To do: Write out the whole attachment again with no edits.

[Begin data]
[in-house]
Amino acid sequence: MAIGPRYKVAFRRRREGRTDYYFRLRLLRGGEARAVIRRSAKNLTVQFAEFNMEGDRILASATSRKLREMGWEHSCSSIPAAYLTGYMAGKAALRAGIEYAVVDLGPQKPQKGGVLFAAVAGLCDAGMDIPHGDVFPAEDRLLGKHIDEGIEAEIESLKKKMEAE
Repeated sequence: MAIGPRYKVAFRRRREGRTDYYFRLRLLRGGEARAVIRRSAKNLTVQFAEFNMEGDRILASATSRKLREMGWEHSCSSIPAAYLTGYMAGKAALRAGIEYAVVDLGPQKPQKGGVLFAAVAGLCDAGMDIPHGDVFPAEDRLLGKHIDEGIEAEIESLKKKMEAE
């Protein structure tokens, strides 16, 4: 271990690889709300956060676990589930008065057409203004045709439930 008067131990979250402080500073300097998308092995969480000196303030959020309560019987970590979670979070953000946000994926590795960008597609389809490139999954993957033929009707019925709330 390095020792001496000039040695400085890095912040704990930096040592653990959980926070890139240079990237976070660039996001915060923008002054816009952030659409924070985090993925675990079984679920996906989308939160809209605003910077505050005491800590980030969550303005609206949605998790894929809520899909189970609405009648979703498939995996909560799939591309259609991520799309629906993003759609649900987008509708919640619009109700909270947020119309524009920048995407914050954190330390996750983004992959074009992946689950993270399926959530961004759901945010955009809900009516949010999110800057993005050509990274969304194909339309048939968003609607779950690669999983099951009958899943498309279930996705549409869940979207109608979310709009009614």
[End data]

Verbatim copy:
[in-house]
Amino acid sequence: MAIGPRYKVAFRRRREGRTDYYFRLRLLRGGEARAVIRRSAKNLTVQFAEFNMEGDRILASATSRKLREMGWEHSCSSIPAAYLTGYMAGKAALRAGIEYAVVDLGPQKPQKGGVLFAAVAGLCDAGMDIPHGDVFPAEDRLLGKHIDEGIEAEIESLKKKMEAE
Repeated sequence: MAIGPRYKVAFRRRREGRTDYYFRLRLLRGGEARAVIRRSAKNLTVQFAEFNMEGDRILASATSRKLREMGWEHSCSSIPAAYLTGYMAGKAALRAGIEYAVVDLGPQKPQKGGVLFAAVAGLCDAGMDIPHGDVFPAEDRLLGKHIDEGIEAEIESLKKKMEAE
């Protein structure tokens, strides 16, 4: 271990690889709300956060676990589930008065057409203004045709439930 008067131990979250402080500073300097998308092995969480000196303030959020309560019987970590979670979070953000946000994926590795960008597609389809490139999954993957033929009707019925709330 390095020792001496000039040695400085890095912040704990930096040592653990959980926070890139240079990237976070660039996001915060923008002054816009952030659409924070985090993925675990079984679920996906989308939160809209605003910077505050005491800590980030969550303005609206949605998790894929809520899909189970609405009648979703498939995996909560799939591309259609991520799309629906993003759609649900987008509708919640619009109700909270947020119309524009920048995407914050954190330390996750983004992959074009992946689950993270399926959530961004759901945010955009809900009516949010999110800057993005050509990274969304194909339309048939968003609607779950690669999983099951009958899943498309279930996705549409869940979207109608979310709009009614």